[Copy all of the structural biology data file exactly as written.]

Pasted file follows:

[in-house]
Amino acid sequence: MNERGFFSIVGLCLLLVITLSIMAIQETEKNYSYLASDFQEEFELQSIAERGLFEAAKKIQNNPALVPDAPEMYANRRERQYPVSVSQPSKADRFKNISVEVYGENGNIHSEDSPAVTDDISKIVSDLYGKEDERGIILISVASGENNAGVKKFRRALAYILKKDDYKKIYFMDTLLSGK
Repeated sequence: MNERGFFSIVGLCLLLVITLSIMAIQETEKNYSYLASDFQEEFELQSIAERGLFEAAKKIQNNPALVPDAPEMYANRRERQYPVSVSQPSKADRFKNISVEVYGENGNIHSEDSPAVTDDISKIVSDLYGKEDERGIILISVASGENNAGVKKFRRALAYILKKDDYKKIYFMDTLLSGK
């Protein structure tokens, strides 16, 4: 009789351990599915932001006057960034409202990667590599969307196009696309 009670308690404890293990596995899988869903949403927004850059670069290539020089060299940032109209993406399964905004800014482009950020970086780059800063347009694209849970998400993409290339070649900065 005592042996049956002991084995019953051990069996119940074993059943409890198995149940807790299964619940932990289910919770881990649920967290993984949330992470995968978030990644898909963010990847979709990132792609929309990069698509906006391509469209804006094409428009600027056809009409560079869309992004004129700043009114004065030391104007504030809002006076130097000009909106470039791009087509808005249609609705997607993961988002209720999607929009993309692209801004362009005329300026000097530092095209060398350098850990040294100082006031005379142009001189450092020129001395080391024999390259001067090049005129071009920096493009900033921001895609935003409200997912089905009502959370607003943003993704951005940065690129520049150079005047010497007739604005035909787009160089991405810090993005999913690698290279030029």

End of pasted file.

[in-house]
Amino acid sequence: MNERGFFSIVGLCLLLVITLSIMAIQETEKNYSYLASDFQEEFELQSIAERGLFEAAKKIQNNPALVPDAPEMYANRRERQYPVSVSQPSKADRFKNISVEVYGENGNIHSEDSPAVTDDISKIVSDLYGKEDERGIILISVASGENNAGVKKFRRALAYILKKDDYKKIYFMDTLLSGK
Repeated sequence: MNERGFFSIVGLCLLLVITLSIMAIQETEKNYSYLASDFQEEFELQSIAERGLFEAAKKIQNNPALVPDAPEMYANRRERQYPVSVSQPSKADRFKNISVEVYGENGNIHSEDSPAVTDDISKIVSDLYGKEDERGIILISVASGENNAGVKKFRRALAYILKKDDYKKIYFMDTLLSGK
């Protein structure tokens, strides 16, 4: 009789351990599915932001006057960034409202990667590599969307196009696309 009670308690404890293990596995899988869903949403927004850059670069290539020089060299940032109209993406399964905004800014482009950020970086780059800063347009694209849970998400993409290339070649900065 005592042996049956002991084995019953051990069996119940074993059943409890198995149940807790299964619940932990289910919770881990649920967290993984949330992470995968978030990644898909963010990847979709990132792609929309990069698509906006391509469209804006094409428009600027056809009409560079869309992004004129700043009114004065030391104007504030809002006076130097000009909106470039791009087509808005249609609705997607993961988002209720999607929009993309692209801004362009005329300026000097530092095209060398350098850990040294100082006031005379142009001189450092020129001395080391024999390259001067090049005129071009920096493009900033921001895609935003409200997912089905009502959370607003943003993704951005940065690129520049150079005047010497007739604005035909787009160089991405810090993005999913690698290279030029």